CBN Stops Forex for Fertiliser Importation
The Central Bank of Nigeria (CBN) has included fertiliser on the list of 41 import items classified as ‘not valid for foreign exchange’ in the Nigerian forex market.
The CBN disclosed this on Monday in a circular on ‘Inclusion of some imported goods and services on the list of items not valid for forex in the Nigerian forex market.’
It added that it would ensure that transaction (Form M) on fertiliser “for which payments are outstanding are settled at the appropriate settlement dates.”
In another circular on ‘Foreign exchange restriction on the importation of 42 items’, the CBN noted that, as part of its development of employment generation and inclusive growth in Nigeria, it on July 2015 restricted the availability of forex to the importation of 41 items, which could be competitively produced within the economy.
“The policy has resulted in massive investments and the establishment of cottage industries that now engage in the production of the restricted items across the country. The growth and employment benefits have been phenomenal,” it said.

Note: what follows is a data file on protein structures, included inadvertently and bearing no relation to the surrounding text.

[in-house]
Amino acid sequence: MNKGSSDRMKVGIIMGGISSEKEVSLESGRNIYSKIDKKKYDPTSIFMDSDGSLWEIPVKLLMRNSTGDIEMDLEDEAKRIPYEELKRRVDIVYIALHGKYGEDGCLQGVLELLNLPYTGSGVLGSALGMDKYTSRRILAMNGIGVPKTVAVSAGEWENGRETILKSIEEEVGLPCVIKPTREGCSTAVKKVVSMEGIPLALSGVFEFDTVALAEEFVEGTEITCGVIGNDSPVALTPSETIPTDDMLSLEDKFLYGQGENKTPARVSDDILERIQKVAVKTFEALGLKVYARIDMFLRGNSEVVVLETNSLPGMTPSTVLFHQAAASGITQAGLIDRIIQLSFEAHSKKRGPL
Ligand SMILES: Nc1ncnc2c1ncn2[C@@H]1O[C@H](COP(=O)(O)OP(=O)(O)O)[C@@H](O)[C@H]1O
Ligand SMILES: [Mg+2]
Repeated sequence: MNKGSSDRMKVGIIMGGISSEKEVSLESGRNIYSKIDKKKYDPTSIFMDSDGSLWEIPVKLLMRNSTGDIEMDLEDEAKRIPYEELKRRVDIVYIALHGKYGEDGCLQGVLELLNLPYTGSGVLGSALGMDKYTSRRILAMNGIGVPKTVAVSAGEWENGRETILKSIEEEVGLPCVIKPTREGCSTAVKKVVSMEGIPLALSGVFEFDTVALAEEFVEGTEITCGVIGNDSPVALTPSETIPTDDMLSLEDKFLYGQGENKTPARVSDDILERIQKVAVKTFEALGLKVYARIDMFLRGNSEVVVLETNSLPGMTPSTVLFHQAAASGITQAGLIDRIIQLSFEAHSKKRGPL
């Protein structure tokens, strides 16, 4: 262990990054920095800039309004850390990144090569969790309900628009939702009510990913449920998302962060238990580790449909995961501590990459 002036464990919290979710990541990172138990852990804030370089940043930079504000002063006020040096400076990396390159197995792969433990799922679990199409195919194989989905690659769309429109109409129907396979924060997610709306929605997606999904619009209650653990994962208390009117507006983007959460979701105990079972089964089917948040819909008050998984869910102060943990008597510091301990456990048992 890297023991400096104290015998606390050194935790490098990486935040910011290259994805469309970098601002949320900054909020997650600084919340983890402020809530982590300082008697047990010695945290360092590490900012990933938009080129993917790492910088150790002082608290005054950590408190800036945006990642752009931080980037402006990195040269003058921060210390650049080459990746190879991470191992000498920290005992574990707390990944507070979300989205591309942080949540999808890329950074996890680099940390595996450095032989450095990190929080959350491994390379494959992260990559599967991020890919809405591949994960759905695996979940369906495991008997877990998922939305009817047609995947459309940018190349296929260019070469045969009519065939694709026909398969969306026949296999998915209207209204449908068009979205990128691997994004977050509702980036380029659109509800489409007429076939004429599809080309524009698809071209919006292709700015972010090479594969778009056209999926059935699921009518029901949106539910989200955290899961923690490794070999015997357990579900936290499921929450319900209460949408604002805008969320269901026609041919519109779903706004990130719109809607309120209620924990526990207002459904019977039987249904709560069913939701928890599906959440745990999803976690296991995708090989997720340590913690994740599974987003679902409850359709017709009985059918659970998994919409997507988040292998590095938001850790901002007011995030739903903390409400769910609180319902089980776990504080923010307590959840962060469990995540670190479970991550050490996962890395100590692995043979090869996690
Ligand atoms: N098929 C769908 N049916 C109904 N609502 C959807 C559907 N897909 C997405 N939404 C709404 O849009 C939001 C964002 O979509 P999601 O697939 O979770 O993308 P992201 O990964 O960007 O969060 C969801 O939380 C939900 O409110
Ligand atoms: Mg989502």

The apex bank added that unfortunately, trade information available to it indicated the circumvention of the policy as the restricted items were being dumped in the country.
According to the circular, the implications are that the growth and employment benefits arising from the policy may be eroded if not checked.
It stated, “The CBN views this development with trepidation. The Economic Intelligence Unit of the bank in collaboration with the Economic and Financial Crimes Commission (EFCC) would commence immediate investigation of the accounts of the corporate and entities engaged in this unwholesome act with a view to visiting severe sanctions on all the culprits.
“Such sanctions would, among others, include blacklisting the corporate and their directors; closure of their bank accounts; and restricting them from maintaining any bank account in any bank under the CBN remit. Banks that provided their platforms for such economic abuses would also be appropriately sanctioned.”
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